Being diagnosed with Dissociative Identity Disorder (DID) is a real struggle.
First, I’ve had to work at coming to grips with the diagnosis itself. Then there is my struggle with the alters – I have to find out who they are. I know they’re there, but I don’t know much about them. I have learned the names and ages of some, but not all of them. I am slowly learning their likes and dislikes and why they are there. They all hold memories of my abuse. Memories that I can’t recall.
There is a power struggle. I am the host, and I need to be in control, but some of them think that I still need to be protected so they come out to “save” me. They are parts of me stuck in the past. They don’t know what year it is and often times don’t even know what month or day it is either. I have to talk to them and remind them that I am the host and that I am married and my husband and I have seven kids. It really complicates things when one of them has a crush on my brother in-law.
I don’t tell many people about my DID because it’s a stigma.
Society has a warped idea of DID. Most people still call it Multiple Personality Disorder because they don’t realize that the name (and diagnostic criteria) has been changed. Hollywood often portrays it as a situation in which there is often one very violent alter; that’s not the case for me.
If you want to see what living with Dissociative Identity Disorder is like for me, I’d recommend watching the movie Sybil with Sally Fields. It’s a very accurate description of my experiences with DID.
I watched my father have several affairs when I was growing up. By “watched,” I mean he took me to his girlfriend’s house(s), where I sat in the front room reading a book while they disappeared into the back room for an extended period of time.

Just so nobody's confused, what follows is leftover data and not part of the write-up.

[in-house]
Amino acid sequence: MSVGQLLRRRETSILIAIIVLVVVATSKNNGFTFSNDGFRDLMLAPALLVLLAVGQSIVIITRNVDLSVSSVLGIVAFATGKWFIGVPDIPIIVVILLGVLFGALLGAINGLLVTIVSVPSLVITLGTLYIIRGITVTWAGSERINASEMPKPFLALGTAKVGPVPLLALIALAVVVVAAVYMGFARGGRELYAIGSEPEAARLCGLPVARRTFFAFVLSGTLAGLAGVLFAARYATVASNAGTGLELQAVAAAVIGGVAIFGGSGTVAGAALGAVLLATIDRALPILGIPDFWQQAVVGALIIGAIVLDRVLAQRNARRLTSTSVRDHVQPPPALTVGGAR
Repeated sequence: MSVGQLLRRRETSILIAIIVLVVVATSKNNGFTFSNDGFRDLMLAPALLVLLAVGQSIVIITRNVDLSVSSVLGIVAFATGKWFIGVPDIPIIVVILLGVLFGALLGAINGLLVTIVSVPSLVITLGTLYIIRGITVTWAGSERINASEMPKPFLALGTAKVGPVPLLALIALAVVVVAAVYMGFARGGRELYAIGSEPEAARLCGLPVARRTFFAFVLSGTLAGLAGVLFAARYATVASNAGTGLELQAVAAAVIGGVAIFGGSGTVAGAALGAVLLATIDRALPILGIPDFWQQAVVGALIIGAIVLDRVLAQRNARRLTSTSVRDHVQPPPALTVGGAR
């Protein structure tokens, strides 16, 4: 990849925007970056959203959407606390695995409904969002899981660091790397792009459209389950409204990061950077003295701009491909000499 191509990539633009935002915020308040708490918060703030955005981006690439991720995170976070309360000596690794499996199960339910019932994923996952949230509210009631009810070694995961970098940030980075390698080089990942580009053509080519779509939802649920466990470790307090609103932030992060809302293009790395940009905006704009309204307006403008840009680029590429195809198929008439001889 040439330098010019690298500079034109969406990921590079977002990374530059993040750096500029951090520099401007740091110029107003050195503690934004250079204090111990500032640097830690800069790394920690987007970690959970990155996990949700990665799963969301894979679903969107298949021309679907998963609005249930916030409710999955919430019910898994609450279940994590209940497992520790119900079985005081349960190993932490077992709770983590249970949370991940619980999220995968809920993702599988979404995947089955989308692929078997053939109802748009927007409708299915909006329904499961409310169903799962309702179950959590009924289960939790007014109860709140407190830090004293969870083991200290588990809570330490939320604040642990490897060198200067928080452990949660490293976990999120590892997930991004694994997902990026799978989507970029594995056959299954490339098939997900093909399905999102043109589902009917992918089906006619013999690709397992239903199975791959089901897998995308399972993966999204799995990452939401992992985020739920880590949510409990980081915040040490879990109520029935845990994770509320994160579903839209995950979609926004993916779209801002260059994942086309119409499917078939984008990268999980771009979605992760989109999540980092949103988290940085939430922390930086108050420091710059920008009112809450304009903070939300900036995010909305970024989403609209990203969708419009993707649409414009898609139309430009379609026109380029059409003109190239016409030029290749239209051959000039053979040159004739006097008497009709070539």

The conversation in the car when we left was always the same: “Don’t tell your mom we were at XXX’s house – she wouldn’t understand.”
“Okay, Daddy.” The day I said my first “okay” was the day I became keeper of my father’s secrets.
There were times I heard my parents fighting. My mom, yelling out accusations that he had been spending time with this woman or that woman, while my father denied it.
I stayed quiet.
I didn’t fully understand at six or even ten-years old what exactly was going on, or why my mom didn’t want us to be friends with all those nice women. But in my teen years, it started to make more sense.
When I was seventeen, I cheated on my boyfriend. I pushed down thoughts that what I was doing was the same thing my father had done years before.
It became easier a few months later, when I cheated with a second person. And even easier when I went back to the first guy I had cheated with and did it again. I kept it a secret.
My boyfriend started talking about marriage after I turned 18 – we went ring shopping. That night, I left his house and spent the night with someone else, where I also talked about marriage (we had been seeing each other for six months, and he had no idea about my boyfriend-turned-fiancée).
I poured out my heart in my journal.
Was I just like my dad? Would I ever be able to have a relationship that I wouldn’t screw up? I had to make a choice…right?
Instead of a choice, I added a fourth guy to the mix.
It continued this way for a while, but by the next year I had broken up with all of them. I wanted a fresh start. I got it when I met the man who is now my husband. We were married after a few months of dating, and this year will be our 10th anniversary.
In our ten years, I have been faithful. (The fact that my husband is a very jealous guy helps – he would figure out something was going on quickly.) I don’t often think of my cheating past or worry that I will turn out like my father anymore, but today I read a book that brought it all crashing back – a book about a cheating mom and her daughter who grew up to cheat, just like Mom.
I felt the tightening in my chest. And unbidden thoughts of a guy who works at Starbucks that flirted with me two weeks ago come to mind. I have avoided that Starbucks like the plague since he gave me a free scone and told me I have beautiful eyes.
I don’t want to cheat on my husband.
But I realized today, I am still terrified that, one day, I will be unfaithful.